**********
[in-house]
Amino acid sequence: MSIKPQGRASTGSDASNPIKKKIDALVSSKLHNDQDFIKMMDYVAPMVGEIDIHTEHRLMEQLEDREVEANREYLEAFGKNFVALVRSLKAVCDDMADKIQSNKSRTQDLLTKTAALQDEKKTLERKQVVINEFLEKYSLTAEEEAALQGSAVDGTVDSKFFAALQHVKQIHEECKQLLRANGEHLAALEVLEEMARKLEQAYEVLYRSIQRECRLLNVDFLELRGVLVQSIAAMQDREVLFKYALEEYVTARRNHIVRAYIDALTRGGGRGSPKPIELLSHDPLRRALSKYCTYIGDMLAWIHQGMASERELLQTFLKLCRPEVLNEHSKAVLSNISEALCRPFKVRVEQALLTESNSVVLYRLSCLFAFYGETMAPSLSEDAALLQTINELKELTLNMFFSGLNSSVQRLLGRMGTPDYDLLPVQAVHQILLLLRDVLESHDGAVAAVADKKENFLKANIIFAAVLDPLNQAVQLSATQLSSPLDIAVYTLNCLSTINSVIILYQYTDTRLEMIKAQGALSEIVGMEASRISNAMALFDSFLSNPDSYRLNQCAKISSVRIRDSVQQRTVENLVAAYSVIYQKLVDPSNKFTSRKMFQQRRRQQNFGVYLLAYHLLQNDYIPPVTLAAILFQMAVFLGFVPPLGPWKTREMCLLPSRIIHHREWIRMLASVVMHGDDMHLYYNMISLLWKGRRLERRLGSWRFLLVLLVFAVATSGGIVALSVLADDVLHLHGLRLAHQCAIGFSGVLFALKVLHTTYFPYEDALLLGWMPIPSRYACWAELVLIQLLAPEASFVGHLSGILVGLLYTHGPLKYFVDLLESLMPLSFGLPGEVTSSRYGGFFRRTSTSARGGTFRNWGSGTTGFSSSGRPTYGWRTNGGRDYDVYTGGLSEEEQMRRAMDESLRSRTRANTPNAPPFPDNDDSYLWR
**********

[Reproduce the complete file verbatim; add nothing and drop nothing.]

[in-house]
Amino acid sequence: MSIKPQGRASTGSDASNPIKKKIDALVSSKLHNDQDFIKMMDYVAPMVGEIDIHTEHRLMEQLEDREVEANREYLEAFGKNFVALVRSLKAVCDDMADKIQSNKSRTQDLLTKTAALQDEKKTLERKQVVINEFLEKYSLTAEEEAALQGSAVDGTVDSKFFAALQHVKQIHEECKQLLRANGEHLAALEVLEEMARKLEQAYEVLYRSIQRECRLLNVDFLELRGVLVQSIAAMQDREVLFKYALEEYVTARRNHIVRAYIDALTRGGGRGSPKPIELLSHDPLRRALSKYCTYIGDMLAWIHQGMASERELLQTFLKLCRPEVLNEHSKAVLSNISEALCRPFKVRVEQALLTESNSVVLYRLSCLFAFYGETMAPSLSEDAALLQTINELKELTLNMFFSGLNSSVQRLLGRMGTPDYDLLPVQAVHQILLLLRDVLESHDGAVAAVADKKENFLKANIIFAAVLDPLNQAVQLSATQLSSPLDIAVYTLNCLSTINSVIILYQYTDTRLEMIKAQGALSEIVGMEASRISNAMALFDSFLSNPDSYRLNQCAKISSVRIRDSVQQRTVENLVAAYSVIYQKLVDPSNKFTSRKMFQQRRRQQNFGVYLLAYHLLQNDYIPPVTLAAILFQMAVFLGFVPPLGPWKTREMCLLPSRIIHHREWIRMLASVVMHGDDMHLYYNMISLLWKGRRLERRLGSWRFLLVLLVFAVATSGGIVALSVLADDVLHLHGLRLAHQCAIGFSGVLFALKVLHTTYFPYEDALLLGWMPIPSRYACWAELVLIQLLAPEASFVGHLSGILVGLLYTHGPLKYFVDLLESLMPLSFGLPGEVTSSRYGGFFRRTSTSARGGTFRNWGSGTTGFSSSGRPTYGWRTNGGRDYDVYTGGLSEEEQMRRAMDESLRSRTRANTPNAPPFPDNDDSYLWR